You talk all the time and are very good at pronunciation for your age, so the rare mispronounced word that you hold on to is so cute and so treasured. Every time you say ‘oopies’ instead of ‘oopsie’ I giggle a little. You give kisses freely and always say, ‘Bye bye! I love you! Don’t forget your lunch!’ every time we say goodbye to anyone. You always trust I’ll catch you when you run to me. You love talking on the phone and are so polite. You ask to cuddle a hundred times a day and bring your blankies when you want to snuggle.
You exude the sweetest empathy all the time. When you see someone upset, you offer them your sippy cup and a blankie and start doing deep breathing. When you see someone happy, you clap for them and tell them ‘Wow!’ and ‘Good job!’. You run and try to jump and spin, telling me, ‘Dancing!’. You have the softest, finest blonde hair that I can’t bring myself to cut, the long curls at the nape of your neck lighting up in the sun.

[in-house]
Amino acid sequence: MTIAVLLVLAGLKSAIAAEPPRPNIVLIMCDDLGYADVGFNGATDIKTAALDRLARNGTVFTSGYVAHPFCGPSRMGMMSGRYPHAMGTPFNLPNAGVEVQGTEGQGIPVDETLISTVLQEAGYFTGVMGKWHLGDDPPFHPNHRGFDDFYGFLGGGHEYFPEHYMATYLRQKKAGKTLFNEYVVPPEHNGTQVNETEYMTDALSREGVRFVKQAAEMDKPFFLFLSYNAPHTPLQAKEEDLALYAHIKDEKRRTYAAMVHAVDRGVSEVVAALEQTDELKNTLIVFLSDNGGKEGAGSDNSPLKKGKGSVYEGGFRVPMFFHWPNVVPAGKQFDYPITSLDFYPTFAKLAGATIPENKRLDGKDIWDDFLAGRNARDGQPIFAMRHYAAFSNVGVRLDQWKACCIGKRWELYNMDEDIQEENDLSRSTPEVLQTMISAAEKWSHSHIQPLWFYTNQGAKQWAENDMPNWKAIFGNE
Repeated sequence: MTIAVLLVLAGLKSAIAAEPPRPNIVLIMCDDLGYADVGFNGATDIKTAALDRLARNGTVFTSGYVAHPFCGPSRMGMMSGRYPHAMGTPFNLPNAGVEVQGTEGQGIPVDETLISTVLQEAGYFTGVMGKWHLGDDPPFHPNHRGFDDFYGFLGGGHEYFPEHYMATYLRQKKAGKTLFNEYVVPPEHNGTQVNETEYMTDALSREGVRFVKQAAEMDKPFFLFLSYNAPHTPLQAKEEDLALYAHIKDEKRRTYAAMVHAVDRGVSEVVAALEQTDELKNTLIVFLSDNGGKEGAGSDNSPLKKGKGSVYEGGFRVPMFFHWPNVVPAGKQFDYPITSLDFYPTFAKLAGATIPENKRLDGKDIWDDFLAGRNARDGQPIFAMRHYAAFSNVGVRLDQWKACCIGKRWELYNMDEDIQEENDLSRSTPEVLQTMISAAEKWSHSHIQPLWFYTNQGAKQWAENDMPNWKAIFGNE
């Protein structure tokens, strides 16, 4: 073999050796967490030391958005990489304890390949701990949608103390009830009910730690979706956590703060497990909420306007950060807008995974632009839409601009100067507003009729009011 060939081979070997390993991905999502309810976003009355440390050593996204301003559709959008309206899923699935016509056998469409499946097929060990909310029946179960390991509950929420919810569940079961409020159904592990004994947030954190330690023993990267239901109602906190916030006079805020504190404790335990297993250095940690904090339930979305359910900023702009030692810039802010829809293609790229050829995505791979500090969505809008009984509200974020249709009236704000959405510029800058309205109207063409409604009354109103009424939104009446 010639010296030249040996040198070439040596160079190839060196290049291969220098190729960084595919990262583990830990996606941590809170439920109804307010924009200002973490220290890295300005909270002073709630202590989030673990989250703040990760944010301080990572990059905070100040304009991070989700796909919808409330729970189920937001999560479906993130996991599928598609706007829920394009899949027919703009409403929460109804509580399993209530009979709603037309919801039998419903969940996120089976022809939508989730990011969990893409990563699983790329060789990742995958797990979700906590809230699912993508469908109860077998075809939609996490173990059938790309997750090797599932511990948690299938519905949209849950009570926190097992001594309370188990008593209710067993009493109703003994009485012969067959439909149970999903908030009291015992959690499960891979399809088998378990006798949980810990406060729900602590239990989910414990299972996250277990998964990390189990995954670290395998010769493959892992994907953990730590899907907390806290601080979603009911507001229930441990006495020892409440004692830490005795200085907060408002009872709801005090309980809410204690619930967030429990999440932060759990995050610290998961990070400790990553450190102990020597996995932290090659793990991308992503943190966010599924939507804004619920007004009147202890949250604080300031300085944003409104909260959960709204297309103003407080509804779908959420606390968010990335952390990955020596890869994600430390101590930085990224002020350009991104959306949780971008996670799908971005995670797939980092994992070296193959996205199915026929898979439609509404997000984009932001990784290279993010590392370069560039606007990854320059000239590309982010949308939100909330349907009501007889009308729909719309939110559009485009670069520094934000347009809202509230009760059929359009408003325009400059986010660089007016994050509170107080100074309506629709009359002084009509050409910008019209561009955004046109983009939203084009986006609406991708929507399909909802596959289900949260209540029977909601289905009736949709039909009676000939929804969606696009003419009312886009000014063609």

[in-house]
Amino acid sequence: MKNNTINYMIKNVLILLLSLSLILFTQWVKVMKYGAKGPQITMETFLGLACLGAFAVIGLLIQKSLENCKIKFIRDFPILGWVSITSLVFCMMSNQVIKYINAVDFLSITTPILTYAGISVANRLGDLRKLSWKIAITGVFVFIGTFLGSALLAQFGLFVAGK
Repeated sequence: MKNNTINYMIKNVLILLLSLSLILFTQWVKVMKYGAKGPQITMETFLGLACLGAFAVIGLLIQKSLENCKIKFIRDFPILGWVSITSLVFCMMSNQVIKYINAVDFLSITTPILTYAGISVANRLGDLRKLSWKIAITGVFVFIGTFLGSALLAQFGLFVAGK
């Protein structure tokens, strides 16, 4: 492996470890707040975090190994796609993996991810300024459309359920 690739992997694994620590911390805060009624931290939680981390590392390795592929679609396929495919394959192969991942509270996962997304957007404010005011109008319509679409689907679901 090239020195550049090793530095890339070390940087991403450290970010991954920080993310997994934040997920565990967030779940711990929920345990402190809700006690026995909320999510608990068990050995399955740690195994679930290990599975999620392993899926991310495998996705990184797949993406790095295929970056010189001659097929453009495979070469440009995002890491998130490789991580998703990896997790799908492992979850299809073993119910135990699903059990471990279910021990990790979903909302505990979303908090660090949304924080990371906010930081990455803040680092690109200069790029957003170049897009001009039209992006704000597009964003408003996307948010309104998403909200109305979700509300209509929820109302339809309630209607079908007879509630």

All this is to say that I see you. You are the best of a lot of people who pour themselves into you. You are my best friend and my one and only. You’re my binary star that keeps my orbit around things that matter. You give me life, little one. I can’t wait to see you grow even more while I try to burn the image of two-year-old you into my memory.